Musing ahead alert. A recent situation set me to pondering about the insidious nature of greed and if jealousy was not in fact an element of greed. Before I proceed with that thought, Christianity lists the sins as “pride, covetousness (also known as avarice or greed), lust, anger, gluttony, envy, and sloth”, with some verbal tweaking over the centuries. Keeping in mind the “sins” are related to the Ten Commandments, although not a one-for-one.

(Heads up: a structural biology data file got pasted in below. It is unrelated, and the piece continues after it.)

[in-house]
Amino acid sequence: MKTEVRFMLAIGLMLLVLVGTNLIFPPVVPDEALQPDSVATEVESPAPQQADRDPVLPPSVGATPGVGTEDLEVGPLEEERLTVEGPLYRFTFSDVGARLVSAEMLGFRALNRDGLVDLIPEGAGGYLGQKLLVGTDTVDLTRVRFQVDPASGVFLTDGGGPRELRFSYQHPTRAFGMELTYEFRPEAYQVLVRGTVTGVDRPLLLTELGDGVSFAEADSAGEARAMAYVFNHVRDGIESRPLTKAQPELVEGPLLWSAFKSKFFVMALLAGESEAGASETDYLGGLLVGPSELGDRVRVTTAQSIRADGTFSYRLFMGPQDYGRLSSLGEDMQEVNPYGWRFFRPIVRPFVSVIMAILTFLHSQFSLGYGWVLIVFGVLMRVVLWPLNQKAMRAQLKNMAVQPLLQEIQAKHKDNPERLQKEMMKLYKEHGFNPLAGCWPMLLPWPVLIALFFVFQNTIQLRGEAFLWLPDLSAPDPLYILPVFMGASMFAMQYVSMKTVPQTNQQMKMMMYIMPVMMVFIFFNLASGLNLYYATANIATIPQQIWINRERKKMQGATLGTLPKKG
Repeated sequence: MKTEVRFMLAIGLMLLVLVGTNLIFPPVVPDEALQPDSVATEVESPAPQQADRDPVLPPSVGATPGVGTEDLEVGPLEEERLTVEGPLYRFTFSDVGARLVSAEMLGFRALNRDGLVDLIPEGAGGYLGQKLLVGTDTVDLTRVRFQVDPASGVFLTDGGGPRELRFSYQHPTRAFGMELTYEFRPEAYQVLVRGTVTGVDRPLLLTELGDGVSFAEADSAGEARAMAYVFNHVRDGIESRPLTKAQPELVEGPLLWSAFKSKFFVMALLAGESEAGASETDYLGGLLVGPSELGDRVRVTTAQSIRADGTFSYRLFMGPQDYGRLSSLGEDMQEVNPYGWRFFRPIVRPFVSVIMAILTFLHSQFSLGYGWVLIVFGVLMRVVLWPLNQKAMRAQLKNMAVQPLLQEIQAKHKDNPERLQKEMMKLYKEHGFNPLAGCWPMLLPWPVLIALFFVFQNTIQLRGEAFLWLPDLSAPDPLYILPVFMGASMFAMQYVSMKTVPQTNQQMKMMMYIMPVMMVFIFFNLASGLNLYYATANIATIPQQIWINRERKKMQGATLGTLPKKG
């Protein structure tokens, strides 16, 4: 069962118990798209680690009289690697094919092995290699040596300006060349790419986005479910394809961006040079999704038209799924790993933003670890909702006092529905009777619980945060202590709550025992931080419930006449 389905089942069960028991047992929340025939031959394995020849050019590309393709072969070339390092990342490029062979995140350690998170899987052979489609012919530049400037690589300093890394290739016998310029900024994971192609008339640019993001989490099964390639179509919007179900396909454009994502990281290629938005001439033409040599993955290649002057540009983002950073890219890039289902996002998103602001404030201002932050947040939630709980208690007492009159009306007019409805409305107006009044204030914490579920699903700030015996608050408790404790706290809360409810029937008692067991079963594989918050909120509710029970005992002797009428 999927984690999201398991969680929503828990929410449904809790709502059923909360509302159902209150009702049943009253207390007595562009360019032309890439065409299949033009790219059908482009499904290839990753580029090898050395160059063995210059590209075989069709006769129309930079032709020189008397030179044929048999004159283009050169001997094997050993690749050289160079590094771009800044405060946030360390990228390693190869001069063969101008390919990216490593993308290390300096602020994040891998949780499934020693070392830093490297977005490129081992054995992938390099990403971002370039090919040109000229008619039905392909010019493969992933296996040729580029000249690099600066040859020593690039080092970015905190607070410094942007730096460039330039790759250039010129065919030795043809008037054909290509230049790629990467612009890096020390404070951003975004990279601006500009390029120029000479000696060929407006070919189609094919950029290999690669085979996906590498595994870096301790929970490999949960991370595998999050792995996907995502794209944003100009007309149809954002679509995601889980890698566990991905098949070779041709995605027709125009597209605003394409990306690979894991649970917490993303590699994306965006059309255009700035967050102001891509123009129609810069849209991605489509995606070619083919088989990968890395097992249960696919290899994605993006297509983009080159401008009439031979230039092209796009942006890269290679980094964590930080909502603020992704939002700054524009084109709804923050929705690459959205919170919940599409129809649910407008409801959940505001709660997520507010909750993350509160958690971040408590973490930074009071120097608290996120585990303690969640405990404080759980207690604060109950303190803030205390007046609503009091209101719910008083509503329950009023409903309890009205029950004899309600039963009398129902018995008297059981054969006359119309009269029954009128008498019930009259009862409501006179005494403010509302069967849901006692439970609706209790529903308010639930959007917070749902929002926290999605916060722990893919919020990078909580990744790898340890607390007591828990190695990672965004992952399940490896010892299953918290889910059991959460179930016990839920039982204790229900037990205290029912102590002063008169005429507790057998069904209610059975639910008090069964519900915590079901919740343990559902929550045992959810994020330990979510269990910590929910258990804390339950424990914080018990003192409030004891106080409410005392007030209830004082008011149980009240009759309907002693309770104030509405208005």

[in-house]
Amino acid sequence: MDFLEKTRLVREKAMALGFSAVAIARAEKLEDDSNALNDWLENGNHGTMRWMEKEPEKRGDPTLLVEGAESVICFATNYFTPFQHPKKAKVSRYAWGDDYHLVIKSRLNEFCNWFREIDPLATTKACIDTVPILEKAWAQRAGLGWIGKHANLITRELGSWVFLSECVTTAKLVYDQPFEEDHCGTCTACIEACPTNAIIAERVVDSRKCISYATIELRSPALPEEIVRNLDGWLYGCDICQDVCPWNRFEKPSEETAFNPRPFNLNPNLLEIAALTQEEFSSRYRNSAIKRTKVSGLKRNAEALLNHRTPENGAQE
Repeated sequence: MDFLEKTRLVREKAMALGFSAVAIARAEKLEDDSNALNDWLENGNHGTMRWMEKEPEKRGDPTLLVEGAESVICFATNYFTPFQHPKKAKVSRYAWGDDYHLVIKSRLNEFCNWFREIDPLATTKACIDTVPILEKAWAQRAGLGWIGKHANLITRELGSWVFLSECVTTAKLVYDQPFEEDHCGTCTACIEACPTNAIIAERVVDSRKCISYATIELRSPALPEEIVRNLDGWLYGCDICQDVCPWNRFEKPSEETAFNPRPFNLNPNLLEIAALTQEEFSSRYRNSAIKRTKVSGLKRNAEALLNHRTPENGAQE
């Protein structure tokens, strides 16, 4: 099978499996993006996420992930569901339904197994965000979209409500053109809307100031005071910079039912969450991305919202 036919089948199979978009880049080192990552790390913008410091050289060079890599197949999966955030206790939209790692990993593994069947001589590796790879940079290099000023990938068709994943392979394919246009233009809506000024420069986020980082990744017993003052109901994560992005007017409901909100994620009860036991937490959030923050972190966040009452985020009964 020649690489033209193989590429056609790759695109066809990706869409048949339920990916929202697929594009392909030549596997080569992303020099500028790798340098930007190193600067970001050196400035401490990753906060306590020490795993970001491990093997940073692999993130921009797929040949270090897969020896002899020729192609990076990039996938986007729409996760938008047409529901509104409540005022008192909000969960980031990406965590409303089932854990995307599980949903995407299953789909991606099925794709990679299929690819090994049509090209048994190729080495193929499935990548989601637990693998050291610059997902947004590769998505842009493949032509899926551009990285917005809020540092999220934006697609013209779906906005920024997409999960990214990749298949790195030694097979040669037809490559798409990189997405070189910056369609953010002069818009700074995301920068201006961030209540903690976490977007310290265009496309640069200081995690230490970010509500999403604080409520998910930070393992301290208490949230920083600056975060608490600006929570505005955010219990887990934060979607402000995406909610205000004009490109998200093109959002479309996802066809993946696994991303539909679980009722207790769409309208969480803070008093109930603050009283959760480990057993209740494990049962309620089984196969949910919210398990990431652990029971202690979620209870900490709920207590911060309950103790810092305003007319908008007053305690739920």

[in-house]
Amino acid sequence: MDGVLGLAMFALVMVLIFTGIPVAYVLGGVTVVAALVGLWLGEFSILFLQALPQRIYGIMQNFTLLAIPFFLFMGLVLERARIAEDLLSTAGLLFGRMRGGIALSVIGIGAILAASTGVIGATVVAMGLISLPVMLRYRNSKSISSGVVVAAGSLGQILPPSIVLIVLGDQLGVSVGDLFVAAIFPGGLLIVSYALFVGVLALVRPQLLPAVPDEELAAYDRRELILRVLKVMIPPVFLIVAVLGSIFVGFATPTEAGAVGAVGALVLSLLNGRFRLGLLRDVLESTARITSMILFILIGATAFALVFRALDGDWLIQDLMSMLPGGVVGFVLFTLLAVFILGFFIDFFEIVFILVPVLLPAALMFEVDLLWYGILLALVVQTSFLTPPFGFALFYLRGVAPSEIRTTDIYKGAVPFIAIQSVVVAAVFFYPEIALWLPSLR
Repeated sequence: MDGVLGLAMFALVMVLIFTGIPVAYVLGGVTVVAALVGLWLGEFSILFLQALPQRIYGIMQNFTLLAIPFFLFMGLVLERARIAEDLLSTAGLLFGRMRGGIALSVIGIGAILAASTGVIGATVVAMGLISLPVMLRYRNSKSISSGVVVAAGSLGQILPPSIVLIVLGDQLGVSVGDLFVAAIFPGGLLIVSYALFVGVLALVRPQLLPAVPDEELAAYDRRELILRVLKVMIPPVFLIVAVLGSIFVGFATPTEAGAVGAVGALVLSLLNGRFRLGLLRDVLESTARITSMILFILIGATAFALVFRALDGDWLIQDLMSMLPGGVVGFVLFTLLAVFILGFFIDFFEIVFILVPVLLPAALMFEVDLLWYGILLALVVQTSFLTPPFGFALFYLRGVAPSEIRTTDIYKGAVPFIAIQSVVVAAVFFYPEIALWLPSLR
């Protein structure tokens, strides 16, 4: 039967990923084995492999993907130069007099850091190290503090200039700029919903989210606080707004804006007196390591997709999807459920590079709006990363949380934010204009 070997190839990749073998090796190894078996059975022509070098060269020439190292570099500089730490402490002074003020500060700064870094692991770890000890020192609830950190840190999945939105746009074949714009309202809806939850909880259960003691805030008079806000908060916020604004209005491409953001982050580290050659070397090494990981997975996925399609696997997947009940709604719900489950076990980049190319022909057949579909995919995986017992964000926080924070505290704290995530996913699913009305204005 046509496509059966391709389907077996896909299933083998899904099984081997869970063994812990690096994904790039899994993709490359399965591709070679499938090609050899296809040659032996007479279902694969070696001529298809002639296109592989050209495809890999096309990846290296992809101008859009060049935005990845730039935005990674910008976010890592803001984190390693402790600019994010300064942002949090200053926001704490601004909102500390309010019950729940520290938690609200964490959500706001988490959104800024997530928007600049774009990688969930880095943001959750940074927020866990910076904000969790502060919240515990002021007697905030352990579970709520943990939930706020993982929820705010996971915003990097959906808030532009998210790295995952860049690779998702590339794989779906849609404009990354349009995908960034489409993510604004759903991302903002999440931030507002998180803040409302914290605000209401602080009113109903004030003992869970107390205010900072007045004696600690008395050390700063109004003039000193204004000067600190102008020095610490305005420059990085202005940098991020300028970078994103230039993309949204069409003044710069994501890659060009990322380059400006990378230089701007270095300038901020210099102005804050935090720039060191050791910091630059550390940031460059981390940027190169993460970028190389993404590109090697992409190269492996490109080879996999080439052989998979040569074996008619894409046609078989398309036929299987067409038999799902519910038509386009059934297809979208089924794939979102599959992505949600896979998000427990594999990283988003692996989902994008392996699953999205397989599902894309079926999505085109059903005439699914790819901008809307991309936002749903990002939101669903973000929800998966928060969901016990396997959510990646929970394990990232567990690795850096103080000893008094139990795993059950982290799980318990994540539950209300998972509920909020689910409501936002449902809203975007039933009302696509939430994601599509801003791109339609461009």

So, if you take, “Thou shalt not covet”, as the sin of “envy”, think about what causes one to envy. Someone wants something someone else has. Isn’t that, in a way, “greed”? While the concept of greed brings to mind money, it can certainly be any material item, but also a desire for that position at work, that prestige, that marriage/relationship, those looks; pick from multiple categories. Granted, if someone is impoverished and simply envies someone who isn’t, then it may not be considered greed. On the other hand, many people who are not impoverished may well want more – more of many things which does reflect a level of greed even though it is easily defined as envy. Carrying that further, greed can then lead to terrible and ugly behaviors/actions. I’ll set aside the truly horrible of wars waged and “turf battles” for the sake of this post. How about “office politics” that causes strife among co-workers? Or cutting down other individuals in a social setting? On a larger scale, businesses that raise prices for that extra profit when they think they have a “captured market”? In trying not to stray into politics, one of the hallmarks of capitalism is to open the way for that individual who can figure out how to “break the hold on a market” and offer a better deal. As we see though, greed can strike again and efforts can come together to “squeeze out the competition”. In a lot of cases though, the new can hang on and maybe not replace the “top dog”, yet maintain a solid footing.